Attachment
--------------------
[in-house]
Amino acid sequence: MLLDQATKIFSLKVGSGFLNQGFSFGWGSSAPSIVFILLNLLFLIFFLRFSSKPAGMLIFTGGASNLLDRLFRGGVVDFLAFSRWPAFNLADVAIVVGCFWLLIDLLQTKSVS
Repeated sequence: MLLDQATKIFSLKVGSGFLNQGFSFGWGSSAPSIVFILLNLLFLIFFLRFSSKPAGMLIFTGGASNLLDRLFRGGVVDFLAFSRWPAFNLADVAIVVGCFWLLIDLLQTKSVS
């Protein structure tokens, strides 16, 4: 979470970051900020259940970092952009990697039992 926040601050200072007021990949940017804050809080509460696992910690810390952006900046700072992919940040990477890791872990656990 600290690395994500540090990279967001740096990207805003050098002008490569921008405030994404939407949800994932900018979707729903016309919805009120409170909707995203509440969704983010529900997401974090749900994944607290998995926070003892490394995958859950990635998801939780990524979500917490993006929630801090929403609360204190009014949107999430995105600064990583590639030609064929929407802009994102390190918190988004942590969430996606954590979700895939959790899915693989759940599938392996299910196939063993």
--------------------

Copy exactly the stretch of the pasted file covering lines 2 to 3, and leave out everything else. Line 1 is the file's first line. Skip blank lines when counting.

Amino acid sequence: MLLDQATKIFSLKVGSGFLNQGFSFGWGSSAPSIVFILLNLLFLIFFLRFSSKPAGMLIFTGGASNLLDRLFRGGVVDFLAFSRWPAFNLADVAIVVGCFWLLIDLLQTKSVS
Repeated sequence: MLLDQATKIFSLKVGSGFLNQGFSFGWGSSAPSIVFILLNLLFLIFFLRFSSKPAGMLIFTGGASNLLDRLFRGGVVDFLAFSRWPAFNLADVAIVVGCFWLLIDLLQTKSVS